Open mike 05/10/2013

Written By: - Date published: 6:30 am, October 5th, 2013 - 110 comments
Categories: open mike - Tags:

Open mike is your post. For announcements, general discussion, whatever you choose. The usual rules of good behaviour apply (see the Policy). Step right up to the mike…

110 comments on “Open mike 05/10/2013”

  1. Paul 1

    “This is fast becoming the defining issue in Auckland’s election and it is a good one. It might seem trivial beside long-term population plans, housing densities and commuter rail schemes”

    Is John Roughan New Zealand’s worst journalist?
    “The great berm debate ”
    Un.believable.

    The Herald is shite.

    http://www.nzherald.co.nz/opinion/news/article.cfm?c_id=466&objectid=11134937

  2. Jenny 2

    Kiss your/our money goodbye.

    Solid Energy says it will need a three-year turnaround in international coal prices if it is to recover, as it revealed a $335.4 million loss and warned of more losses to come…..

    HAMISH RUTHERFORD Fairfax NZ news Oct. 5, 2013

    On the very eve of latest IPCC report:
    In New Zealand…..
    To carry out a major act of corporate welfare,
    An international treaty is broken,
    A major climate crime is committed,
    Hundreds of jobs in the renewable sector are held up.

    Honour the Majuro Declaration

    Cancel the Bail Out

    Shut Down Solid Energy

    Restart Rauauru Ma Raki

  3. tc 3

    Why arent freeview satelitte and UHF content identical, we have city freeview and rural so free depends on where you live as satellite has less than UHF, isnt is meant to be kiwi for tv.

    • karol 3.1

      Do UHF aerials not work to receive Freeview in rural areas?

      Edit: OK explained here. The satellites can’t carry the same amount of channels as the UHF terrestrial system of broadcast. And UHF signals have a limited range.

  4. stever 4

    This is a brilliant interview of Glenn Greenwald (NSA, GCHQ, 5 Eyes-exposing journalist, working on the Snowden material).

    A good illustration of a journalist (Greenwald) being interviewed by a “journalist” (Wark). Still Wark is a million times better than anyone I’ve ever seen here in NZ 🙁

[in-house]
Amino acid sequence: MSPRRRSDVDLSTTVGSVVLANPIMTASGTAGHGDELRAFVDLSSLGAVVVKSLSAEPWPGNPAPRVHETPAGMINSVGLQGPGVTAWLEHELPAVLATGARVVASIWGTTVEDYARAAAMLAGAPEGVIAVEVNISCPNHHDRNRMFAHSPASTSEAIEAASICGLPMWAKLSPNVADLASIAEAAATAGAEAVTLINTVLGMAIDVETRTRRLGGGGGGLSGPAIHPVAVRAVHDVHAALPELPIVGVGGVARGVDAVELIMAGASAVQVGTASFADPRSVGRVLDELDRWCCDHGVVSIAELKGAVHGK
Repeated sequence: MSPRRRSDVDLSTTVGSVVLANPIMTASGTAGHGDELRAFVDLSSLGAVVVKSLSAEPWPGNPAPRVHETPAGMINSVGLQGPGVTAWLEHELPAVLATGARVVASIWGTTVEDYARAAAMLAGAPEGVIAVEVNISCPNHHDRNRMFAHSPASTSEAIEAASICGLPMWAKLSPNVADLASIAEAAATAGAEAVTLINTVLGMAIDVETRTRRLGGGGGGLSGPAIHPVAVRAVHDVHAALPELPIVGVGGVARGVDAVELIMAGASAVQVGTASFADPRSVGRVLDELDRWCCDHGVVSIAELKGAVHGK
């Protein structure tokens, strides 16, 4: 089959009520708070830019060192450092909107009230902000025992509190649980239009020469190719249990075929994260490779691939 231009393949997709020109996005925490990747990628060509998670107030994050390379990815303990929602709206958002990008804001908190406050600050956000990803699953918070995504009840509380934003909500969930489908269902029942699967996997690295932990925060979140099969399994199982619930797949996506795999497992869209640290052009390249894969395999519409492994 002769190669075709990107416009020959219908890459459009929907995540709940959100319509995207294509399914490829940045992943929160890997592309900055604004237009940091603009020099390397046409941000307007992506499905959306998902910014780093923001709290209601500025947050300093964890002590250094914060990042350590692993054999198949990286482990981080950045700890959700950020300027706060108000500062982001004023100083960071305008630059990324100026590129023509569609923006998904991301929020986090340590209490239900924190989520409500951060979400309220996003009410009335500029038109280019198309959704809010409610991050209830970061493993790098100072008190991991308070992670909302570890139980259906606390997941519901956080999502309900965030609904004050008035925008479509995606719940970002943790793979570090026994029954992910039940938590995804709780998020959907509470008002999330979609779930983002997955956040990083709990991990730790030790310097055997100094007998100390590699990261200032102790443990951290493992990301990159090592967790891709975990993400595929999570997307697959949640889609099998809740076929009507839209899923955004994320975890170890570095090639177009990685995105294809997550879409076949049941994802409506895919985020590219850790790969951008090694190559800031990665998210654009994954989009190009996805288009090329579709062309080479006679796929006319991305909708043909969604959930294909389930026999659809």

5. Jenny 5

    Greens slam Solid Energy Bail Out
    (Labour stays silent)*

    “The National Government need to take responsibility for their mismanagement of Solid Energy and cut their losses,” said Mr Hughes.

    “The banks that made risky loans to Solid Energy need to bear the cost of their mistakes.

    “Coal is not going to be the fuel of our future if we are to stabilise our climate.

    “New Zealanders and Solid Energy workers need a just transition into more sustainable jobs – jobs that don’t fry the planet.

    Gareth Hughes’ Press statement 01 Oct. 2013

    *As does every single Standard author to date

    • Colonial Viper 5.1

      Good of you to point out what you think The Standard authors should be writing about.

    • karol 5.2

      Jenny, get off your soap box. So keen to point out you know better than everyone else. There’s been too many issues and too little time for us voluntary authors.

      There’s been posts of climate change, and, for me, issues of poverty and people struggling to survive NOW! need significant attention.

      An author has been working on a draft of a solid energy post. Now I’ve gotta get to work.
      Don’t tell us what we have to spend our hard-pressed time on. And still using your bullying tactics I see.

      • weka 5.2.1

        +100

      • Jenny 5.2.2

        An author has been working on a draft of a solid energy post.

        karol

        Great stuff karol, I can’t wait to see it. I imagine that they will not be having an easy time.

        Will they be for it Like Labour, or against it like the Greens?

    • Rogue Trooper 5.3

      US draws ahead of Russia and Saudi Arabia
      http://www.theguardian.com/business/2013/oct/04/us-oil-natural-gas-production-russia-saudi-arabia?
      as worlds top FOSSIL FUEL extractor

    • bad12 5.4

      Jenny, if you care to look,(past the end of your nose that is), you will find that Labour’s Clayton Cosgrove had plenty to say about Solid Energy and it’s bailout…

      • Jenny 5.4.1

        I wouldn’t say it was plenty. But it was plenty cryptic. But I think we can safely take it as read, 12, that Clayton Cosgrove and the Labour Party would have done the same thing, if not more, to subsidise Solid Energy’s continued needless destruction of the climate.